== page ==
Thanks a lot to following persons:
firstname.lastname@example.org.AU (Brett Lymn)
Andrew Watson <email@example.com>
Richard.Czech@gmd.de (Richard Czech)
Andrew Benson <firstname.lastname@example.org>
email@example.com (Rob Lyle Wizard of Ozje)
Dan Stromberg - OAC-DCS <firstname.lastname@example.org>
Joseph C. Konczal <email@example.com>
firstname.lastname@example.org (Russ Poffenberger)
bern@kleopatra.Uni-Trier.DE (Jochen Bern)
email@example.com (Guy Harris)
Pauline van Winsen - Uniq Professional Services <firstname.lastname@example.org>
email@example.com (Perry Hutchison)
" (Dr Gareth Barker)" <firstname.lastname@example.org>
email@example.com (Joaquim Fernando Soares)
>> Here my problem:
>> in the directory /usr/sbin/static are placed 3 files
>> -r-xr-xr-x 1 bin bin 112364 Mar 27 15:07 mv
>> -r-sr-xr-x 1 root bin 501988 Mar 27 12:08 rcp
>> -r-xr-xr-x 1 bin bin 534140 Mar 27 16:11 tar
>> and the documentation let us know:
>> ".../usr/sbin/static used to recover from broken dynamic linking"
These executables are linked statically - they don't need any shared libraries
to run and can thus be executed even when the rest of the system is stuffed!
They are functionally equivalent, but one would require that dynamic linking
be operational, the other does not.
>> My questions:
>> Does anybody know, in which cases the system use this files ?
I think they're intended for you (not the system) to use
Hardly ever - you only need them in emergencies when dynamic binding with
shared libraries is broken.
The system generally won't use these files, unless someone has the path
before the usual path in their "path". They are there for a sysadmin to
recover from a dynamic linking problem (like corrupted ld.so). Since fixing
the dynamic problem probably involves rcp of a "good" file from another
system (or untarring from tape), and "mv"ing the new file into place, if
there were no static version of these files it would not be possible since
they would fail to run.
>> Which kind of "broken dynamic linking" describes the doc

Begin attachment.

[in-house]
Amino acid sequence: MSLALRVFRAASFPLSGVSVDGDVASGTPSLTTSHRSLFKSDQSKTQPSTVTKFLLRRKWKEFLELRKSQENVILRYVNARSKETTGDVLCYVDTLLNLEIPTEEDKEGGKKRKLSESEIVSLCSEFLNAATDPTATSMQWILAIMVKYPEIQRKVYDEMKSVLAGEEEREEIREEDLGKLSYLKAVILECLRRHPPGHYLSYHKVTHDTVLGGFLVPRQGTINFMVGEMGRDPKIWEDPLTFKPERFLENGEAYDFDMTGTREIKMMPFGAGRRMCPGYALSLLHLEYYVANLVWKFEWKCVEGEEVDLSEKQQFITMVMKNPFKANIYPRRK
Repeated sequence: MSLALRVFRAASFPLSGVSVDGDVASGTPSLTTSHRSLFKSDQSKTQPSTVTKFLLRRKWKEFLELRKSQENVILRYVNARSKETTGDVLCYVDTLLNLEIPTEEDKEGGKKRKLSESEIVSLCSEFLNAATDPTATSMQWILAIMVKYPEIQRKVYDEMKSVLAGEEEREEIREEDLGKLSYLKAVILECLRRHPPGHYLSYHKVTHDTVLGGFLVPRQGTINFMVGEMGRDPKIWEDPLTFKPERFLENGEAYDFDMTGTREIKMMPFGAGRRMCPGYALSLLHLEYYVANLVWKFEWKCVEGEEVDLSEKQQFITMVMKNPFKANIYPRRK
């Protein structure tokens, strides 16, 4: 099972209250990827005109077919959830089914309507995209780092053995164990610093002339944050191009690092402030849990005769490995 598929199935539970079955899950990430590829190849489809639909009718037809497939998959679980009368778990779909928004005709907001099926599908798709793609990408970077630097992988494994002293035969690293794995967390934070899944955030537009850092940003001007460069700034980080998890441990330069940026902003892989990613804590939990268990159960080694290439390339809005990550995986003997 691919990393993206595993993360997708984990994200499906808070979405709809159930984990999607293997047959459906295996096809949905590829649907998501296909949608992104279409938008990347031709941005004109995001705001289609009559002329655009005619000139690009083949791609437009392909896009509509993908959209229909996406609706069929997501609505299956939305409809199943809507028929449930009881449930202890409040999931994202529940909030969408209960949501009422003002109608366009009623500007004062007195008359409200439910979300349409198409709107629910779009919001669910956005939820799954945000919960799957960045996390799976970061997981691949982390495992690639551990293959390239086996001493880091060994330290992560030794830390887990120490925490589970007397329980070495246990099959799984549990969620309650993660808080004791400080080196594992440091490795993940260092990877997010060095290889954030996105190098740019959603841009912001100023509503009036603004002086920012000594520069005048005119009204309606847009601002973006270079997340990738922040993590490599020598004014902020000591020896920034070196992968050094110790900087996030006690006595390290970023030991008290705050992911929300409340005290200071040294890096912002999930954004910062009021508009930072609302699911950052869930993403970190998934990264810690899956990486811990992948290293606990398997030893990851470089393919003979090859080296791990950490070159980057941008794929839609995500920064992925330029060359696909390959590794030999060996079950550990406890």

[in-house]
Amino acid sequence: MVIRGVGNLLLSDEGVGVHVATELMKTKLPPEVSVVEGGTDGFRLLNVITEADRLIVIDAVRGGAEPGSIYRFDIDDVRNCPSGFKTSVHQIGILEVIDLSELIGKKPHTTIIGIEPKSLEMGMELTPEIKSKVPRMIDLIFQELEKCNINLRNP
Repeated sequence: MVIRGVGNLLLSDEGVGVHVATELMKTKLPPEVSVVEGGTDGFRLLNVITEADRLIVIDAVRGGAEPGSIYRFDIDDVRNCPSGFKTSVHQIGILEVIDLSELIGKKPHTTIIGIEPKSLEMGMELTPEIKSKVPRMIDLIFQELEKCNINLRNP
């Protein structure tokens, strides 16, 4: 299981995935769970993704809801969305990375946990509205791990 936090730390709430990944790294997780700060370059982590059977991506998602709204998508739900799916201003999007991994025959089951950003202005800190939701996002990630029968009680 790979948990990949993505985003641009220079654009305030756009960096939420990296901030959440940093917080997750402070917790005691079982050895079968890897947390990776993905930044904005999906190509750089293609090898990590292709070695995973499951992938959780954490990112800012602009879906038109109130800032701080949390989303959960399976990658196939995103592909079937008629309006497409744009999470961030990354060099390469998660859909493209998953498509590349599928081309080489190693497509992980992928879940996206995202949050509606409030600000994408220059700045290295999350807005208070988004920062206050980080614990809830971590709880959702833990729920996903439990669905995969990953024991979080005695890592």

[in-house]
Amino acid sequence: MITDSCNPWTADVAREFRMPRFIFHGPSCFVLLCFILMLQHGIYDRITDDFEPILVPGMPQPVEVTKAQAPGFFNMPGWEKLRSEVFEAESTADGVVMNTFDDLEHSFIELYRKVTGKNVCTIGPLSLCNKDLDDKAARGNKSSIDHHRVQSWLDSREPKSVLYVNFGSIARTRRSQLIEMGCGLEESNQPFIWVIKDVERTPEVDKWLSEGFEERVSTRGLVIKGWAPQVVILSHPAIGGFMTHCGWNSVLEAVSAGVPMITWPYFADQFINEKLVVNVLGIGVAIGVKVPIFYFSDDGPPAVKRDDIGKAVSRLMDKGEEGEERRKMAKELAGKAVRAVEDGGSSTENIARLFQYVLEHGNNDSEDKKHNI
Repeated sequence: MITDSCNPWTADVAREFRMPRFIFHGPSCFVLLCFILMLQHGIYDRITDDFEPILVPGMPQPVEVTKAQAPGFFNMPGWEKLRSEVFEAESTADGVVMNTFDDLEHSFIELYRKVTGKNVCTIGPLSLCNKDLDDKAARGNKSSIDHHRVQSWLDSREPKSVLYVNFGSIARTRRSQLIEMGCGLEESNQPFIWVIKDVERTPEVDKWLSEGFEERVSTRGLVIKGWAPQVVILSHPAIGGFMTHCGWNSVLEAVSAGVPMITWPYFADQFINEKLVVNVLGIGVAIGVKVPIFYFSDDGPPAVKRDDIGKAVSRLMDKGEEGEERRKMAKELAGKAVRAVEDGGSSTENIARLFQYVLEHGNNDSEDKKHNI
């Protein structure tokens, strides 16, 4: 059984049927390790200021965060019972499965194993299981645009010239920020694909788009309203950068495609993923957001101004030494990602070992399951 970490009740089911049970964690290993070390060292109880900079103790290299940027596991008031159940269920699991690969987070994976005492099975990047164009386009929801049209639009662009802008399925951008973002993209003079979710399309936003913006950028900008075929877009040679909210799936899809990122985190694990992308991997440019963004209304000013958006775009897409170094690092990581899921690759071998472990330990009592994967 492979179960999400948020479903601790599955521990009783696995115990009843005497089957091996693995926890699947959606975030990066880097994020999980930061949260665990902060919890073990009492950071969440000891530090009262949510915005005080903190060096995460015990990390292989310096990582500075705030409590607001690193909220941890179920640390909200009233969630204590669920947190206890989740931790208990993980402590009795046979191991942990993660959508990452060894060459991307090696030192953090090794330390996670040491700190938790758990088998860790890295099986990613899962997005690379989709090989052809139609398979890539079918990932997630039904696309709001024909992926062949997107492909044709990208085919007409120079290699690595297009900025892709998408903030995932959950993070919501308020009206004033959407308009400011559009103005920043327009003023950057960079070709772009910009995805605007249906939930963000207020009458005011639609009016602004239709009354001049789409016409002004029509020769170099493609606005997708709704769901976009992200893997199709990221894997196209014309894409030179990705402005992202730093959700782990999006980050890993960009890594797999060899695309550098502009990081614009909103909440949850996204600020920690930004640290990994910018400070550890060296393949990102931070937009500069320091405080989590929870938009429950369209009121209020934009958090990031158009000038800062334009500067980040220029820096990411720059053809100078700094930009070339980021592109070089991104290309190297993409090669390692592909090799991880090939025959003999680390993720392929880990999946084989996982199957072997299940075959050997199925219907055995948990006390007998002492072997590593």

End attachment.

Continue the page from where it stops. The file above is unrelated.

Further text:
>> (Linking of files /hard- or softlinks/ or linking of lib's during
>> the execution) ?
>> Is there any relation between /usr/sbin/static/[mv,rcp,tar] and
>> /usr/(s)bin/[mv,rcp,tar] or are they independent?
Linking of libraries during the execution; if a new version of a shared
library such as the "libc" shared library has been installed, and it
doesn't work, it's a little hard to run most utilities under SunOS 5.x
(or SunOS 4.x, for that matter!), because they're linked with the shared
library in question and depend on it.
They have exactly the same functionality, but are linked differently. Try
file /usr/sbin/static/mv and file /usr/sbin/mv to see what I mean.
They're probably just built with different compiler options - i.e., the
ones in "/usr/sbin/static" are built with the compiler option that says
"don't dynamically link this", i.e., "-B static" or something such as
The statically linked versions of mv, rcp & tar are used when a person
has broken the shared libraries. For example, ldd, which reports a dynamically
linked executables dependencies on shared libraries, shows that /usr/bin/mv
is dependent on the following libraries being present.
# ldd /usr/bin/mv
libintl.so.1 => /usr/lib/libintl.so.1
libc.so.1 => /usr/lib/libc.so.1
libw.so.1 => /usr/lib/libw.so.1
libdl.so.1 => /usr/lib/libdl.so.1
ldd on the static version reports no dependencies.
# ldd /usr/sbin/static/mv
ldd: /usr/sbin/static/mv: file is not a dynamic executable or shared object
Thus if any of the shared libraries reported were not present or corrupted
in some way, /usr/bin/mv would not run where /usr/sbin/static/mv would work.
The programs are functionally the same, just that the statically linked
executable doesn't depend on the libraries being present.
Now what breaks shared libraries? Generally people trying to install new
versions of the libraries & getting it wrong.
You'll find that most executables are dynamically linked to libc, so installing
a new version & getting it wrong renders a system useless.
The statically linked version of mv, rcp & tar allow for easier recovery
if there are problems. You can mv your backup copies of the original libc back
into place (assuming you made a backup 8-)). Unless you're installing patches
or customised libc's, there's no real need to worry & if you follow the
instructions you should have no problems.
For more information see the man pages for "ld" (the loader)
"ldd" and, if you are on SunOS 4.x, "ldconfig".
==== Joerg Bruchertseifer
This archive was generated by hypermail 2.1.2 : Fri Sep 28 2001 - 23:08:20 CDT